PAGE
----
“SIGNIFICANT weaknesses” have been identified in Dudley’s provision for children with special educational needs and disabilities, following an inspection by Ofsted.

A report published this week (July 16) says leaders are beginning to address problems “but many actions are not yet embedded, and are yet to have an impact”.

The report, which follows an inspection of Dudley education providers and health teams in May, says there had been insufficient focus on SEND until recently and over time there has been “a lack of a strategic approach to identification, assessment and provision mapping” which has led to poor outcomes for pupils with special educational needs and disabilities.

Her Majesty’s Inspector Simon Mosley found:

-The needs of children and young people with SEND had not been accurately identified over time and were therefore not met as appropriate provision was not put in place.

-There is a lack of understanding about inclusion although the report acknowledges leaders are beginning to change the culture.

-There is a great deal of parental dissatisfaction in Dudley, with the report saying “parents have correctly highlighted many weaknesses in the local area” including poor communication; their voices not being heard, their experiences not being respected, having to tell their stories repeatedly, young people’s needs not being assessed or met well, a lack of suitable local settings, and too many young people not attending schools on a full-time basis.

-There has been limited opportunity to ensure the workforce is adequately skilled and knowledgeable and the joint commissioning of services to meet the needs of children and young people with SEND is underdeveloped.

-The commissioning of health visiting services and school nursing in Dudley is fragmented as teams are provided by two different trusts.

-The school nursing service is not commissioned to provide support for under fives so there are young children in educational settings and not benefitting from the input of a school nurse until they turn five - which leads to delays in additional needs being identified and met.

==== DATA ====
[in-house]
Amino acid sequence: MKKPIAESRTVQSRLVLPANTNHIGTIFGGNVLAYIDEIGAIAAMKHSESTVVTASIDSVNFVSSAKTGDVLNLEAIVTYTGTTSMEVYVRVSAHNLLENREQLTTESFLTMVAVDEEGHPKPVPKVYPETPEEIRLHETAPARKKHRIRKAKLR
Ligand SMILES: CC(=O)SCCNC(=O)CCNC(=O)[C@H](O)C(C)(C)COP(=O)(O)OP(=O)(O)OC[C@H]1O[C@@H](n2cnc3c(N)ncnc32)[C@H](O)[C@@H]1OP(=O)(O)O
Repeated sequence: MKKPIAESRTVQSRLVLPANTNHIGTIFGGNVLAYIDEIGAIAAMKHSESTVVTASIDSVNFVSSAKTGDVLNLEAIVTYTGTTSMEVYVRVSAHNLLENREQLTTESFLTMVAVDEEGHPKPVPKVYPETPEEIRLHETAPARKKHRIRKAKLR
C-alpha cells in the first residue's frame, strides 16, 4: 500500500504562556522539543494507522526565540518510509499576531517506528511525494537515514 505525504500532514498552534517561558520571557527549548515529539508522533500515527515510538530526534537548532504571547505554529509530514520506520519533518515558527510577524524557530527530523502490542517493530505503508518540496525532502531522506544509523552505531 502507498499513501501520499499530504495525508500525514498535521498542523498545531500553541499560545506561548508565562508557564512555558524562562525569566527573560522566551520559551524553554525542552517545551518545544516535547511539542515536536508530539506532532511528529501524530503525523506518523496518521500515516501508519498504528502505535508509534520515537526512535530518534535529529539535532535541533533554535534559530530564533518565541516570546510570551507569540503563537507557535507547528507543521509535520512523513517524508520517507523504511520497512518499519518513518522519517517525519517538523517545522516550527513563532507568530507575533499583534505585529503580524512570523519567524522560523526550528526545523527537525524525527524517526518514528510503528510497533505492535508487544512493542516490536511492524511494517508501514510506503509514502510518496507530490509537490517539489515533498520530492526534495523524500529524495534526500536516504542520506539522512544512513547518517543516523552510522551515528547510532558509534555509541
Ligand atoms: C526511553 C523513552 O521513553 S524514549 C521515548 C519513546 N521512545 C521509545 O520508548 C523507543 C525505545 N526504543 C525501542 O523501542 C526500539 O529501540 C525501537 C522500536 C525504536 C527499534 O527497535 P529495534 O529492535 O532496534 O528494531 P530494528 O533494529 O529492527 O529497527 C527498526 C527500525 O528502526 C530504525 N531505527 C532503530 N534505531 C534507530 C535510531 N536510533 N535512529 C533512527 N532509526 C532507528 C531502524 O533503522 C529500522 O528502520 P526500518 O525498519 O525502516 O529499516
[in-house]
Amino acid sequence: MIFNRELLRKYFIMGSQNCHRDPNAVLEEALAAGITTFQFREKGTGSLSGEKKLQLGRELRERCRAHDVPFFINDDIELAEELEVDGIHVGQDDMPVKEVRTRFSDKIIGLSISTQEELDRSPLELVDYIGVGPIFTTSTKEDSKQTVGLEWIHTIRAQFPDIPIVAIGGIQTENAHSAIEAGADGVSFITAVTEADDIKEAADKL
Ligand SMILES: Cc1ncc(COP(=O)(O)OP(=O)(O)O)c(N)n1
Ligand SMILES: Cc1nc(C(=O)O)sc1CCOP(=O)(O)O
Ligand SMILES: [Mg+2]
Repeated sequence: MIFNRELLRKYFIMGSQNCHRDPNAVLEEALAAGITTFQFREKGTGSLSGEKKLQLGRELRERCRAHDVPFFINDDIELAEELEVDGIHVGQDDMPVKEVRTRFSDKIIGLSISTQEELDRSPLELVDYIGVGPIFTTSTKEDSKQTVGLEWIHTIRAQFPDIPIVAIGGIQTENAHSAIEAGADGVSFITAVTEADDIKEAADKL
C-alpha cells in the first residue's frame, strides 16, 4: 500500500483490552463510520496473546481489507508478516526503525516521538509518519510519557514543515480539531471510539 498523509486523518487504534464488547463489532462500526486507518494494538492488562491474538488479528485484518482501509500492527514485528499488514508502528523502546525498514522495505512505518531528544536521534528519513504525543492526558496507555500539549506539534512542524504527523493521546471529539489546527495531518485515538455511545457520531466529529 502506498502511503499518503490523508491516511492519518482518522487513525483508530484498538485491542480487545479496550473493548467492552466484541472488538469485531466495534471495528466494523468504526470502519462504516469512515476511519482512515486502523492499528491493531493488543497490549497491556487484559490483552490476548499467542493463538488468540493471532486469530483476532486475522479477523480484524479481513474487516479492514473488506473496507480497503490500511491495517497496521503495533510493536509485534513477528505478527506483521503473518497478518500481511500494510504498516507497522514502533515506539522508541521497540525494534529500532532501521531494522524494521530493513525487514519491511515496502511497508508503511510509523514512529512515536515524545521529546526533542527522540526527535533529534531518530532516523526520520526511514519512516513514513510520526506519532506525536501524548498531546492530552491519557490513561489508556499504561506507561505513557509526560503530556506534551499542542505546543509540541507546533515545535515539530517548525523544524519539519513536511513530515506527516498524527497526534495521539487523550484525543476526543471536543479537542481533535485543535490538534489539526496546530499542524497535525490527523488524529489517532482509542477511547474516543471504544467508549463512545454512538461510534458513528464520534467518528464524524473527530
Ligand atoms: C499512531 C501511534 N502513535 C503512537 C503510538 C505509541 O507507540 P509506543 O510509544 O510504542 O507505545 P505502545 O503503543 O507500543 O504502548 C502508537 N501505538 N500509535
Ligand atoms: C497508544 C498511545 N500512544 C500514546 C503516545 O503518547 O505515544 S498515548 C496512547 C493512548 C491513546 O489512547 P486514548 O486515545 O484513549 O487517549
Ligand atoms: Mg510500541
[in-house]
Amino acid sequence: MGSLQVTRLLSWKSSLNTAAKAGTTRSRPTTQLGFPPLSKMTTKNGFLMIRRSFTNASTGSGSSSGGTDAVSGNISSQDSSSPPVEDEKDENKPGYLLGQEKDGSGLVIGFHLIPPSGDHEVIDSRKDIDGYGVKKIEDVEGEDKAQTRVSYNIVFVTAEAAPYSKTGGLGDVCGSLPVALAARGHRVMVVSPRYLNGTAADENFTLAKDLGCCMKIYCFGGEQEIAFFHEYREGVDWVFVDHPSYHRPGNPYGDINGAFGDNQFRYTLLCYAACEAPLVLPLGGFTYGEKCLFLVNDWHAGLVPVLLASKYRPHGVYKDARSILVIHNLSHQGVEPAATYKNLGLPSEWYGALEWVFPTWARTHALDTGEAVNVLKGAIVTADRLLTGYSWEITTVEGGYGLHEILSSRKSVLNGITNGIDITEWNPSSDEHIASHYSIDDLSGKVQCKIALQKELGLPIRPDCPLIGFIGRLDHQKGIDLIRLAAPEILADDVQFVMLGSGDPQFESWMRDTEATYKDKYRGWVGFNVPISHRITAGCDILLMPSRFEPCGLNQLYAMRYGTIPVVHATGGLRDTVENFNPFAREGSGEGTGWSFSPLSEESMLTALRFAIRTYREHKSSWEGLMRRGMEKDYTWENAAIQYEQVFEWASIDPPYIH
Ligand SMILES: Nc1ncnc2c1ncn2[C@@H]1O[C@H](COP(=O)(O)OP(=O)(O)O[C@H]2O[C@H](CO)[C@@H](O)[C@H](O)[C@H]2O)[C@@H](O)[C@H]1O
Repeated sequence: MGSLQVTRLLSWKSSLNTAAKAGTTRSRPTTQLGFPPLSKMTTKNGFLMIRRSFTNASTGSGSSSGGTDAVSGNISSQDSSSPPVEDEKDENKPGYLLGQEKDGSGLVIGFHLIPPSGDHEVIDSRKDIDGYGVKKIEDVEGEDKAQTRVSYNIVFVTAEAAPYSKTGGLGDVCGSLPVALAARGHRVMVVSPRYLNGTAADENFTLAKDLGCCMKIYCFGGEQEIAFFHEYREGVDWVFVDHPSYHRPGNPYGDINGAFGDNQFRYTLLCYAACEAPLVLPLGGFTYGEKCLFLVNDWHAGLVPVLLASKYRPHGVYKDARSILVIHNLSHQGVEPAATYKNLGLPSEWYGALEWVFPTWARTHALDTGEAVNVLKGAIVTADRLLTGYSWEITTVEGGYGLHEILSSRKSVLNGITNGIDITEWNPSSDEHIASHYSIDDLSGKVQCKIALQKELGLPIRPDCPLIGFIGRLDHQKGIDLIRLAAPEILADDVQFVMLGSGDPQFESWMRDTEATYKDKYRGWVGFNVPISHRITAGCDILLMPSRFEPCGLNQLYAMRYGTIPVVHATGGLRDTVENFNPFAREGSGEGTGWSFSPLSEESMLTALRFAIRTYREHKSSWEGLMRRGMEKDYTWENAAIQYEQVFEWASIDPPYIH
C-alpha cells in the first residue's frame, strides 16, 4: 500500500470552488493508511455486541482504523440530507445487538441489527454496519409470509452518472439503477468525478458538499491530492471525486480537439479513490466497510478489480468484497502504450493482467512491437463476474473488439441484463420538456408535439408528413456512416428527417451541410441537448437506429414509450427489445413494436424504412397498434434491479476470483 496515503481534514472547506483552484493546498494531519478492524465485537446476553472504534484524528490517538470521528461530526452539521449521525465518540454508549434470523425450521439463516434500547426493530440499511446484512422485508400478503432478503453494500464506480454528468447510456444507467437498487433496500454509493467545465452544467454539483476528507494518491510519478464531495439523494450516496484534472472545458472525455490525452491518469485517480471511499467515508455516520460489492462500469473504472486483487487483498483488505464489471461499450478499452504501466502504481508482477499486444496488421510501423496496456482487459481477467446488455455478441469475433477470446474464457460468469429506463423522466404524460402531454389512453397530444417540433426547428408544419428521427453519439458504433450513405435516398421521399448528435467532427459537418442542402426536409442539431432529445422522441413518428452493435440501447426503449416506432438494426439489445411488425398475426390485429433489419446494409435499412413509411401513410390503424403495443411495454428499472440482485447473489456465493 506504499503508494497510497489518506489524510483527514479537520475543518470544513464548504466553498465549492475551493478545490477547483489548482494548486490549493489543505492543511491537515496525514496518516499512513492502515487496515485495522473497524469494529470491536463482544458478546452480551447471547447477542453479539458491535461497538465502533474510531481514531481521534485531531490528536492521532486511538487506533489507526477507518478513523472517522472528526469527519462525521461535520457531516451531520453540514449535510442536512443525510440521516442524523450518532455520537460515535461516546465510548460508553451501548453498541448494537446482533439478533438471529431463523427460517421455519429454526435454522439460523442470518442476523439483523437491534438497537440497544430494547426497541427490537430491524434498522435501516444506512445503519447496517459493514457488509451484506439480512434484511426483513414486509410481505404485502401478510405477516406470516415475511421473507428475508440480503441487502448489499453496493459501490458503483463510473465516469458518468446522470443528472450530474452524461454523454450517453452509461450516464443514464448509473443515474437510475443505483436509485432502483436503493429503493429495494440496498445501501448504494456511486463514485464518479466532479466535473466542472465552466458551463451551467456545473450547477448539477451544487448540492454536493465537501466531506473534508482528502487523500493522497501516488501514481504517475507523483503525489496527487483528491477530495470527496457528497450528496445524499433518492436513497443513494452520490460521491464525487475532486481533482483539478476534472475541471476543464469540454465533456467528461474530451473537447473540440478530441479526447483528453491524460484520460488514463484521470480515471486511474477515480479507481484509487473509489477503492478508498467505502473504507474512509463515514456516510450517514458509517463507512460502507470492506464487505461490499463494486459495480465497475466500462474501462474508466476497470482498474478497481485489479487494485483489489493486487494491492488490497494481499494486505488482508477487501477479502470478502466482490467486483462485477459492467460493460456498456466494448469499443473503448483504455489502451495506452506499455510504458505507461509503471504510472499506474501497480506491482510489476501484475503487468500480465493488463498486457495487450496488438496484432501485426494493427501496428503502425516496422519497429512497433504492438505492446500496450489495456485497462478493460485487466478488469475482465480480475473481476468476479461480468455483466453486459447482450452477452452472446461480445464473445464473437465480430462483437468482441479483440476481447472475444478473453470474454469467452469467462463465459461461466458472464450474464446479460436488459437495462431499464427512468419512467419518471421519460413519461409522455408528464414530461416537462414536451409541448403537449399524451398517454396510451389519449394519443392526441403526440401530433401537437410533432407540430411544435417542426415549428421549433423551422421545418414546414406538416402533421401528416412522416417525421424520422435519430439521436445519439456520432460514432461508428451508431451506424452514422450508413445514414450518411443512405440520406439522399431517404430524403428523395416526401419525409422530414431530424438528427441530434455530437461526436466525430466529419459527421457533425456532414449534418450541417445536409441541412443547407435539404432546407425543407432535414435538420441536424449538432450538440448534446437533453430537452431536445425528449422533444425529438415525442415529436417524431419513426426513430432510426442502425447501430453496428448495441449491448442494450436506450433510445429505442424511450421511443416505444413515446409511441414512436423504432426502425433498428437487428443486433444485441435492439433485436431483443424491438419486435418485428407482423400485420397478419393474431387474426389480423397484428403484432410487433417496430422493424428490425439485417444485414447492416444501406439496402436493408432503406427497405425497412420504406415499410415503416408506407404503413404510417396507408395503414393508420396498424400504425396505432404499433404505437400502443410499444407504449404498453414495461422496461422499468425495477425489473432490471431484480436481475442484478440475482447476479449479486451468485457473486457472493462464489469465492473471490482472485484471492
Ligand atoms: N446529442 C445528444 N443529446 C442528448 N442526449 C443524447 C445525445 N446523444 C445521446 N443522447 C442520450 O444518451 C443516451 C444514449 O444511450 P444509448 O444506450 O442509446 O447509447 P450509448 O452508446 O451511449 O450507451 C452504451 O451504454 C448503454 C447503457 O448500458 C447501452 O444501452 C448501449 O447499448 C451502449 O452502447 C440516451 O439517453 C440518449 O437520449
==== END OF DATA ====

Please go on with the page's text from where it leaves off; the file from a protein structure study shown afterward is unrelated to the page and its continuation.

-Education, health and care (EHC) plans and processes are poor and do not focus on outcomes and rarely help to prepare young people for adult life.

-Over time, outcomes for pupils with SEND have been poor. The attainment and progress of pupils with SEND is below that of all pupils nationally and absence and exclusions rates are too high.

-There is a lack of local post-19 provision for young people with more complex needs.

-Too few young people are entering the world of work. Not enough young people with SEND are benefitting from employment or supported employment opportunities.

The report acknowledges leaders now have a clear understanding of the local area’s strengths and weaknesses and they have identified the priorities requiring immediate and urgent improvement and developed appropriate action plans. They also recognise services for children were poor in the past.

Dudley Council and Dudley CCG must now provide a Written Statement of Action to Ofsted.

Representatives from both organisations have said they are now working on an action plan that will see rapid improvement in areas identified as inadequate in the report.

This includes better identifying and assessing needs, creating a better understanding of inclusion, improved communication with parents, developing joint commissioning plans, and improving post-19 provision for young adults with additional needs as well as helping young people with SEND into work.

Dudley Council has also pledged an additional £330,000 to recruit extra staff to the SEND team who are assigned to specific families to ensure continuity and bespoke support for individual families.

Councillor Ruth Buttery, Dudley’s cabinet member for children and young people, said the Ofsted report "confirms much of what we already knew" and she added: "It is vital that our action plan takes account of all the feedback in the report and we will work openly, honestly and closely with parents, carers and partners to ensure good provision of services for all children and young people with SEND.”

Paul Maubach, chief executive officer for Dudley CCG, said: “We know every child or young person deserves the very best, but we also recognise that we do not yet deliver this on a consistent basis in Dudley.

“The inspectors have indicated to us that they have identified some areas of strong practice, but they have also found a number of areas for development.

“We are now committed to working with our partners across health and care to make provision for the children of our borough the best it can possibly be.”

The report can be viewed in full online at https://files.api.ofsted.gov.uk/v1/file/50093279.

Positives highlighted by the inspector included: early support for families that they receive from a range of services and specifically aspects of child and adolescent mental health services (CAMHS); the SEND information advice support service; sensory support services; and the emotional health of children who are looked after.

The action plan will be discussed with the Department for Education before being published this autumn.